Though it may not seem to be the case upon a cursory glance, the academic writing I have been practicing as a graduate student has influenced the content here quite a bit. The obvious would be the attention given to topics such as the distribution of comics on the iPhone or reviews of works like Henry Jenkins’s Convergence Culture. But the less obvious is in the way I approach pieces that I review, for an effective way to generate content is to disagree with a portion of a work and then present the reasoning behind it.
I have been highly critical of the Star Trek line Pocket Books has been producing recently, which has drawn the ire of some. While I stand by everything I have written, it gets old to be constantly criticizing, so where I didn’t feel I had a lot to say about Dave Galanter’s Troublesome Minds, I wanted to write about it to maybe help a copy find its way into a reader’s hands as well as to demonstrate that I have no axe to grind.
With a line seemingly consumed with continuity and having every book tie into three others in direct and indirect ways, Troublesome Minds is a refreshing change. Set within the original five-year mission, the Enterprise attempts to make first contact with Isitri only to wind up responding to a distress call and preventing the death of one Isitri by an assemblage of others. This man, Berlis, claims not to know why those from his homeworld wish him dead, and by intervening Kirk is placed into a bad position: return him to his colony and protect him, or turn him over to be killed.
However, Berlis is what is known as a troublesome mind in his telepathic community. The Isitri do not have vocal cords and virtually all are deaf; they communicate through their thoughts. People like Berlis arise from time to time and subject the world to inadvertent slavery for their minds are so strong that all other Isitri bend to their will and they become despotic. As Berlis makes his way back to his homeworld, Kirk, Spock, and the Enterprise must try and prevent him from taking over the world and thus plunging them into war with a rival power who fears the innovations possible when a troublesome mind takes over.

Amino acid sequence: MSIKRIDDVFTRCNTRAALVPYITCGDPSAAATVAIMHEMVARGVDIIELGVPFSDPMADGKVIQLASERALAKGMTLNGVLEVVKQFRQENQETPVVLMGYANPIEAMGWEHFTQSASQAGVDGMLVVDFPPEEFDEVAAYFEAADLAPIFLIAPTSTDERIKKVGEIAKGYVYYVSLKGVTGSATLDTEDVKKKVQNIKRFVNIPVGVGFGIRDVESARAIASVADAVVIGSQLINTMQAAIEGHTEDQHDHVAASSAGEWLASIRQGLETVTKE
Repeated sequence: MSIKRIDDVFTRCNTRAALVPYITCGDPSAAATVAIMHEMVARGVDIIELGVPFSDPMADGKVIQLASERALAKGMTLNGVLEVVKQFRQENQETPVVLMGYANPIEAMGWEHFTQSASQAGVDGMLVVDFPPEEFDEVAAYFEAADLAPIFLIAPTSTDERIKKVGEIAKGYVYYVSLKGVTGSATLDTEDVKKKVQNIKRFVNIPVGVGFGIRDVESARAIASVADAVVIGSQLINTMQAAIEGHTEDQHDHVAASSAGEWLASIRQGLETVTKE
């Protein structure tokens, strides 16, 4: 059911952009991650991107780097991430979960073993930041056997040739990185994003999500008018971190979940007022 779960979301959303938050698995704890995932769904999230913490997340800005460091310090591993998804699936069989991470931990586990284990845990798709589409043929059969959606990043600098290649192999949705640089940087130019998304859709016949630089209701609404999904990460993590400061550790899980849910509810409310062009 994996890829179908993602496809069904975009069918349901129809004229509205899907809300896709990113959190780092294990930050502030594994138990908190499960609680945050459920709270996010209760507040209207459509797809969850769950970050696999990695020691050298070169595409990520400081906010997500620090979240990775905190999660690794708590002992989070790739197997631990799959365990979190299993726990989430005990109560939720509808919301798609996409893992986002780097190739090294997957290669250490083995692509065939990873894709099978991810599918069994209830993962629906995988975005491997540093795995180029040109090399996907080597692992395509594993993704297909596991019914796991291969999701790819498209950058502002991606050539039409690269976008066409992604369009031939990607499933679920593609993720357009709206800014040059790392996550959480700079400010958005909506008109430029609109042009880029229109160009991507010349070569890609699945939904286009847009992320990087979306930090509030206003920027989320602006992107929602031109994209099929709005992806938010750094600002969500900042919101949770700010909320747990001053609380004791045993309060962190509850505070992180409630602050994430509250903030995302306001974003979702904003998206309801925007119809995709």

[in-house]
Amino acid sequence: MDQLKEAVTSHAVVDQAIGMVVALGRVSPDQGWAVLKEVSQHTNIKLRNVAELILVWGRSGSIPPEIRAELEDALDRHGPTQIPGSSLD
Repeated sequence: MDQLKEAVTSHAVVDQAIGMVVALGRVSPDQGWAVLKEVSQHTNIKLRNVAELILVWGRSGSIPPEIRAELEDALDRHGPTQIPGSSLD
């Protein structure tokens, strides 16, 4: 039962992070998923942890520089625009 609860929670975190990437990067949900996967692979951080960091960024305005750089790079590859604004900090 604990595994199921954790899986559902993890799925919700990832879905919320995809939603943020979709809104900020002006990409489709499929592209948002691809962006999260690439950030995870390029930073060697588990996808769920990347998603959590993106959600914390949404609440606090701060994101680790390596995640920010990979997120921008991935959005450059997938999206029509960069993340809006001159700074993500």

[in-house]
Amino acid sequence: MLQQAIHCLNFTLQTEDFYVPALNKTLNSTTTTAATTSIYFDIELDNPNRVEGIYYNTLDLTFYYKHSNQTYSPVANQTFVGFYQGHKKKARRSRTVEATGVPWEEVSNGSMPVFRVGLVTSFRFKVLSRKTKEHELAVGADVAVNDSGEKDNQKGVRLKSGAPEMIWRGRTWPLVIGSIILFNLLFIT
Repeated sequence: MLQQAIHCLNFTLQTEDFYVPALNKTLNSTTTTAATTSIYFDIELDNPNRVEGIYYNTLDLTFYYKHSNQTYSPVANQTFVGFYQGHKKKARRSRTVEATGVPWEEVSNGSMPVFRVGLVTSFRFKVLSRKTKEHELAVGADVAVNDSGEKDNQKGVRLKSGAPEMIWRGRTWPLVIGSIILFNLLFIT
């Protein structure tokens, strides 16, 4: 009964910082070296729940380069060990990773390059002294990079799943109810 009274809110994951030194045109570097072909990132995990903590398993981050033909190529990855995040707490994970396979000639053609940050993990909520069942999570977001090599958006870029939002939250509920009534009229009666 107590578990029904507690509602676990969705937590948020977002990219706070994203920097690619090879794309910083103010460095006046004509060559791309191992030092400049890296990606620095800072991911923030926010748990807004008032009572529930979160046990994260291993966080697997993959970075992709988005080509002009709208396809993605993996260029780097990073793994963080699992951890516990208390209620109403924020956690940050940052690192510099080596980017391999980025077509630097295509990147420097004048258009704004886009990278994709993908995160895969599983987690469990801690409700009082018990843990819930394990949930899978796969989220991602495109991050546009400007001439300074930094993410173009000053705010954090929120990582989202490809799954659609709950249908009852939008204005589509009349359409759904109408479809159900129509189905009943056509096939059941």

While the novel has been praised in the deaf community due to its use of hand signals to communicate between the non-telepathic humans and the Isitri, I found the ethical quandaries our heroes were faced with to be the driving force of this book. Before he has a chance to think twice, Kirk violates the Prime Directive and intervenes, but rather than becoming focused on a rule that loses all sense when examined, Galanter proceeds by exploring how Kirk and Spock will face the tough decisions that their intervention has brought about. Obviously mind control is bad, but to what extent will they go to prevent it? By intervening against Berlis as he controls a planet, does Kirk side with a rival alien power bent on his extermination?
Where I thought Galanter could have improved was the consideration of what was to be done with Berlis assuming he could be captured and prevented from influencing his people. The idea of banishment was addressed, but in such a scenario I found it a little difficult to believe that no one would recommend the obvious, no matter how distasteful: maybe killing him is the only answer. Yet as the novel played out, Galanter placed characters in even more morally ambiguous situations and kept any resolution from being a pat one.
With such a simple story, it was also interesting to see how Galanter went about assembling a story in which so many obvious solutions weren’t possible. For example, as soon as I thought about just beaming up Berlis and warping away, and explanation was given for why that wasn’t possible. Galanter also problematized the idea of an assassination, demonstrating that Berlis’s hold over his people would not dissipate immediately following his death but diminish over time. None of this is a criticism; instead, by being able to tease out the seams in his narrative, it was possible to see and appreciate how Galanter went about assembling it. The dialogue literally sounded like it was straight out of an episode from the 1960s, something that I think few authors are able to replicate.
Troublesome Minds isn’t a great novel, but it is a solid one. And it also feels like an important story, where problems aren’t black and white and solutions leave the reader pondering rather than having everything go back to normal at the end.